Ukraine's hryvna currency could slide further after losing more than 5 percent in January, if its weakness shakes households' faith in the safety of their bank deposits and prompts them to seek refuge in dollars.
The central bank appears to have eased its tight grip over the hryvna since mid-January, allowing it to tumble as much as 2.5 percent against the dollar last Friday — the currency's biggest one-day fall since October 2009.
Its reluctance to intervene is significant given the bank's staunch defense of the hryvna even before Ukraine secured a loan agreement with Russia in mid-December. Prior to Moscow's bailout, the cost of clinging to the currency's crawling peg had helped halve central bank reserves from highs of about $40 billion reached in 2011.
A weaker currency is not a bad thing for an economy that is mired in recession and which has almost flat price growth. A more flexible hryvna exchange rate was also the condition set by the International Monetary Fund in its failed talks on an aid package with Kiev last year.
"You can take a positive or negative view of the hryvna slide. The positive is that it needs to slide and it is better they do not waste a lot of hard currency reserves defending a currency that deserves to slide," said Gabriel Sterne, an economist at Exotix in London.
"The risk is the depreciation hits 20 to 30 percent and becomes uncontrolled and then leads to stress in the corporate and banking sectors."
As emerging market crises over many decades have shown, central banks have little power to steady a currency once it has entered a downward spiral. That often happens when a country's households lose their trust in the local currency, withdraw their savings from banks and convert them into hard currency.
No such shift has yet been seen in Ukraine. Central Bank data shows that households held 437 billion hryvna ($54.7 billion) in deposits with commercial banks on Jan. 1, of which 58 percent was in hryvna and the rest in hard currency.
But currency forwards are betting on more depreciation, with current prices suggesting the hryvna will trade 9 percent lower in six months' time. That implies an exchange rate of 9.5 to the dollar compared to the current 8.65.
Moreover, depreciation bets are picking up speed — the six-month non-deliverable forward, or NDF, traded at 8.8 per dollar just two weeks ago. Currency traders in Kiev said Monday there was a constant bid for dollars on the interbank market.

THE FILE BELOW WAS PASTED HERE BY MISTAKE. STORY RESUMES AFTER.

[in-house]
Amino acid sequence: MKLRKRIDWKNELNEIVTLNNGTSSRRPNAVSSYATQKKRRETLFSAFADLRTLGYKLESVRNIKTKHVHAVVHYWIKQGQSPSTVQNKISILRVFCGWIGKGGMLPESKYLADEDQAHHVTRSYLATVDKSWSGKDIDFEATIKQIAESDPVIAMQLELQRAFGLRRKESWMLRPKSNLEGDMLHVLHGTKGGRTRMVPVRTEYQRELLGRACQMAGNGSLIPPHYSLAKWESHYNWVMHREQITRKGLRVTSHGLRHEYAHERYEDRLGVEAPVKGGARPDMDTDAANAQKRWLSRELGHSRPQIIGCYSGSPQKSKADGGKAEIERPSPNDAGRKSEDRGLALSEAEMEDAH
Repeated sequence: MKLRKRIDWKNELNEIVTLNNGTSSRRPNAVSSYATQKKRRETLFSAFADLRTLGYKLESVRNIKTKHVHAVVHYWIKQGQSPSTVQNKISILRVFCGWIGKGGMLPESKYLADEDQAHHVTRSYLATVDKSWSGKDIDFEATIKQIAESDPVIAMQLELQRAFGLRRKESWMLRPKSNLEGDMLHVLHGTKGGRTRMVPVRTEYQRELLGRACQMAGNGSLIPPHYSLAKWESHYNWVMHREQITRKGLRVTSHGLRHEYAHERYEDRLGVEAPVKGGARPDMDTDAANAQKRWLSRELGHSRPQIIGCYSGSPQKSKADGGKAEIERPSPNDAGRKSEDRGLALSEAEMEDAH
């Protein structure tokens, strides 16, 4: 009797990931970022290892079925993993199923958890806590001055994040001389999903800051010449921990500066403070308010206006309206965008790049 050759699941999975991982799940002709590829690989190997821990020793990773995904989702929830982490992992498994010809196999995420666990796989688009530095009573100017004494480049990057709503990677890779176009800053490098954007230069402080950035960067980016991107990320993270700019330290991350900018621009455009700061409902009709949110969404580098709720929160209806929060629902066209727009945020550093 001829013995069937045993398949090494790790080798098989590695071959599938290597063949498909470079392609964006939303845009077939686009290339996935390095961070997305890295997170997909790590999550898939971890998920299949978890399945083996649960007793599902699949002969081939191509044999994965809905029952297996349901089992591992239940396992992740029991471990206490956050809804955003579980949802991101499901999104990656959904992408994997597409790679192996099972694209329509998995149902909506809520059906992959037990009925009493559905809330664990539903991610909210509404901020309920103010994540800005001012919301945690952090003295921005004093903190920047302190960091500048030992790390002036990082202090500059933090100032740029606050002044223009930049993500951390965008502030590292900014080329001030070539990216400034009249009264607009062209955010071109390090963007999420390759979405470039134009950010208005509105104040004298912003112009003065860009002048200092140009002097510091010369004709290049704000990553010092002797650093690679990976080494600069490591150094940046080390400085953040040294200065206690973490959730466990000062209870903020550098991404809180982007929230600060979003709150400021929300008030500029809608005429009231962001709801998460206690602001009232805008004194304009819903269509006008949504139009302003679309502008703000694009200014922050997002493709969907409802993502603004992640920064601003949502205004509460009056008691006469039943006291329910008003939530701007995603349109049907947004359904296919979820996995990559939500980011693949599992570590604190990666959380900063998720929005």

"So far it is an amber warning, rather than a red light that is flashing for the hryvna," Sterne said.
Ukrainians are worried, although individuals interviewed for this article declined to be quoted by name.
"I do not keep my money in banks at all, I do not trust them," said an analyst at a local brokerage. "If there is a run on deposits, the central bank could put a temporary freeze on withdrawals as it did in 2004."
Most Ukrainians have kept faith with the currency, however, enticed possibly by the 14 to 25 percent rates available on bank deposits. Dollar bank deposits pay 10 percent or less.
Because of those rate differentials, being long dollar and short hryvna would amount to a very negative carry trade for Ukrainians, says David Hauner, head of EEMEA fixed income strategy and economics at Bank of America Merrill Lynch.
"It is pretty clear there is rising demand for dollars in Ukraine," Hauner said. "Last year when Russia promised funds, the concerns subsided, but now the worry is whether the regime can actually hold on to power."
With one-third of Ukraine's exports going to the former Soviet market, to remain competitive, Kiev may have no choice but to allow the hryvna to follow suit, as it did following a big depreciation in the Russian currency in 2008.
"At the moment you have a chunky gap of 10 percent, that is the carry you get on a hryvna deposit over a dollar deposit," Sterne said. "If you think the exchange rate will depreciate 10 percent or less, then you will be okay sticking with the hryvna."